All in all, it was a very fun time and I look forward to doing it again.

After we got home Saturday we had about 45 minutes before having to load back up and head to the barn to practice with our drill team. I'm excited to say all of us were there this time and we made some progress. It seems like we've had so many ups and downs that cause choreography changes that we haven't really learned what we've done. But this time around we solidified some things and were able to move through the first half or so of the song. We set our next practice for two weeks and in the meantime each need to come up with some ideas for a few 8-counts. Should be fun to watch other groups online. Thank God for YouTube!

Sunday morning we got up and headed to Champoeg Park to meet Bess and Orra. It was clear and sunny, albeit cold. The park was very soggy and made me really wish my hiking boots were more waterproof. Suffice it to say, my plans to stick around for a hike afterward with the dogs changed quickly when my feet got wet right away.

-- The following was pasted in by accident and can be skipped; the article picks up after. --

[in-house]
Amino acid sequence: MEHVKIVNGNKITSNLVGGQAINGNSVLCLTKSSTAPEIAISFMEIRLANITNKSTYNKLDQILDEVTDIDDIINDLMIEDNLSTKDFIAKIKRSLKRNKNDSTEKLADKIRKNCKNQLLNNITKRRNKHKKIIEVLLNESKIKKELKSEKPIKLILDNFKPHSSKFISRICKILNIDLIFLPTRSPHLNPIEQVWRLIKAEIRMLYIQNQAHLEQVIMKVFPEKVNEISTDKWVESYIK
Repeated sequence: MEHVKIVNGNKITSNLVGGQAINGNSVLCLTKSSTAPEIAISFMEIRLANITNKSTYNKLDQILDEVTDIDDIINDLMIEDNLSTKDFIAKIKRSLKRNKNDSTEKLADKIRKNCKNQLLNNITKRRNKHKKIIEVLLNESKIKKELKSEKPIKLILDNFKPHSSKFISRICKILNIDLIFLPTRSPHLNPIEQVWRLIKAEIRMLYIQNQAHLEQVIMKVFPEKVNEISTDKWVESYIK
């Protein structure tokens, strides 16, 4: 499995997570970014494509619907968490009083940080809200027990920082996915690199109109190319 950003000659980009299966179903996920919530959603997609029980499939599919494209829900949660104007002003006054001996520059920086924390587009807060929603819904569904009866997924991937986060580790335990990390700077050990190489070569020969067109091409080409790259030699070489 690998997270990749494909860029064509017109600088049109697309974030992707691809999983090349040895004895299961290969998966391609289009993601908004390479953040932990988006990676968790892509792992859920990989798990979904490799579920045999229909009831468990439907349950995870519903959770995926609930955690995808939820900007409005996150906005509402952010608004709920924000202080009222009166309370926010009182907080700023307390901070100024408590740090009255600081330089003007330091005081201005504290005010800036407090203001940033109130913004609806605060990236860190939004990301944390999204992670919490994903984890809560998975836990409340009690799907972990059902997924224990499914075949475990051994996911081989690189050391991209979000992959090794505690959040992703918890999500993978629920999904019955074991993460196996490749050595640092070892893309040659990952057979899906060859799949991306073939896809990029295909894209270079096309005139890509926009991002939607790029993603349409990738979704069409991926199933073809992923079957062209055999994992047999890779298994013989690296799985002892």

To begin Beth had me lay a track for Orra so it had some time to age. For her I headed out 50 paces, set a flag, paced five more then hung a right and headed 50 paces, stuck a flag, five paces, then turned left for another 50 paces and dropped her article and goodies. It was really cool watching Orra complete her track later - what a champ she is. She hadn't been out in four months but she nailed that puppy like it was nothing. Very cool!

For Vegas, Beth began by laying a 5-10-15 track. She set a flag, went five paces, set a flag and article, paced ten and set an article and flag, paced 15 and placed the flag and article. Each article had a goodie to reward Vegas. Beth was really awesome giving me pointers and telling me exactly what I should do, when to back up and start her again from the previous flag, reminding me to let her lead out on the line, etc. Vegas wasn't as quick to get it, but she did show progress by the third track.